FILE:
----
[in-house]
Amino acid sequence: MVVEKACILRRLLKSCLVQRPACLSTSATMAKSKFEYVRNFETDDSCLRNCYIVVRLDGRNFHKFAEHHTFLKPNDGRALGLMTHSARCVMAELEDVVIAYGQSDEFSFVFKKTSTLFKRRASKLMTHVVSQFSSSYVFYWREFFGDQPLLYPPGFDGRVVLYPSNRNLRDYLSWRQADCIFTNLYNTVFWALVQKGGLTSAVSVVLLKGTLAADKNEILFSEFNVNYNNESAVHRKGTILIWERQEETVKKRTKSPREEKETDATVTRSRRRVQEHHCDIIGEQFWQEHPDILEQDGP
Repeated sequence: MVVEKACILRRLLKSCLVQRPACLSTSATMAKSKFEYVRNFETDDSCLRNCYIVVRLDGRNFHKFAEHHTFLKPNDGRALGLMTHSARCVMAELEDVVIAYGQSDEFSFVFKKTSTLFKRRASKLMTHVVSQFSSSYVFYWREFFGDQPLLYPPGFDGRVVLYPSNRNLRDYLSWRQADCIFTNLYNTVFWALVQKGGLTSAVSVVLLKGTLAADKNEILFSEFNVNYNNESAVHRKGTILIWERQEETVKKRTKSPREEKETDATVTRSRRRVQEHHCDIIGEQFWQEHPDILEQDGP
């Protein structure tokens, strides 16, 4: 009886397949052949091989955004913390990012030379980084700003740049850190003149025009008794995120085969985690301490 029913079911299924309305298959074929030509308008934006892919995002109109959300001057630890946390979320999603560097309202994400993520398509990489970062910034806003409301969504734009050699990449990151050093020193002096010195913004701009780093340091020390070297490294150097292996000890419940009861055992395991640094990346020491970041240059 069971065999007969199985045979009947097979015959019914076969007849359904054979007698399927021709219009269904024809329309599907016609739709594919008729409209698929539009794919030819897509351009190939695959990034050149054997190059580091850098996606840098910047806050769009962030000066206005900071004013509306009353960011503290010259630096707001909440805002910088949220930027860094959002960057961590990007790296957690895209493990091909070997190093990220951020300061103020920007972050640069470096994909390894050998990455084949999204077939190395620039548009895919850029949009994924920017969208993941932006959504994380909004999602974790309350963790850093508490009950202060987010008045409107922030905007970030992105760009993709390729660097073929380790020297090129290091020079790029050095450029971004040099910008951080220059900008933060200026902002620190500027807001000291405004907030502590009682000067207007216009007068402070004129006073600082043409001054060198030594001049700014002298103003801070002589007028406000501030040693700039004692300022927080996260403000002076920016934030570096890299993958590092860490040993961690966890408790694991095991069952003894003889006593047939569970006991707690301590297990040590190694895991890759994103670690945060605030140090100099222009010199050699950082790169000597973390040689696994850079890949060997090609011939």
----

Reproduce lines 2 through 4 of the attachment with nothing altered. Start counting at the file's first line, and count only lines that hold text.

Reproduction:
Amino acid sequence: MVVEKACILRRLLKSCLVQRPACLSTSATMAKSKFEYVRNFETDDSCLRNCYIVVRLDGRNFHKFAEHHTFLKPNDGRALGLMTHSARCVMAELEDVVIAYGQSDEFSFVFKKTSTLFKRRASKLMTHVVSQFSSSYVFYWREFFGDQPLLYPPGFDGRVVLYPSNRNLRDYLSWRQADCIFTNLYNTVFWALVQKGGLTSAVSVVLLKGTLAADKNEILFSEFNVNYNNESAVHRKGTILIWERQEETVKKRTKSPREEKETDATVTRSRRRVQEHHCDIIGEQFWQEHPDILEQDGP
Repeated sequence: MVVEKACILRRLLKSCLVQRPACLSTSATMAKSKFEYVRNFETDDSCLRNCYIVVRLDGRNFHKFAEHHTFLKPNDGRALGLMTHSARCVMAELEDVVIAYGQSDEFSFVFKKTSTLFKRRASKLMTHVVSQFSSSYVFYWREFFGDQPLLYPPGFDGRVVLYPSNRNLRDYLSWRQADCIFTNLYNTVFWALVQKGGLTSAVSVVLLKGTLAADKNEILFSEFNVNYNNESAVHRKGTILIWERQEETVKKRTKSPREEKETDATVTRSRRRVQEHHCDIIGEQFWQEHPDILEQDGP
């Protein structure tokens, strides 16, 4: 009886397949052949091989955004913390990012030379980084700003740049850190003149025009008794995120085969985690301490 029913079911299924309305298959074929030509308008934006892919995002109109959300001057630890946390979320999603560097309202994400993520398509990489970062910034806003409301969504734009050699990449990151050093020193002096010195913004701009780093340091020390070297490294150097292996000890419940009861055992395991640094990346020491970041240059 069971065999007969199985045979009947097979015959019914076969007849359904054979007698399927021709219009269904024809329309599907016609739709594919008729409209698929539009794919030819897509351009190939695959990034050149054997190059580091850098996606840098910047806050769009962030000066206005900071004013509306009353960011503290010259630096707001909440805002910088949220930027860094959002960057961590990007790296957690895209493990091909070997190093990220951020300061103020920007972050640069470096994909390894050998990455084949999204077939190395620039548009895919850029949009994924920017969208993941932006959504994380909004999602974790309350963790850093508490009950202060987010008045409107922030905007970030992105760009993709390729660097073929380790020297090129290091020079790029050095450029971004040099910008951080220059900008933060200026902002620190500027807001000291405004907030502590009682000067207007216009007068402070004129006073600082043409001054060198030594001049700014002298103003801070002589007028406000501030040693700039004692300022927080996260403000002076920016934030570096890299993958590092860490040993961690966890408790694991095991069952003894003889006593047939569970006991707690301590297990040590190694895991890759994103670690945060605030140090100099222009010199050699950082790169000597973390040689696994850079890949060997090609011939």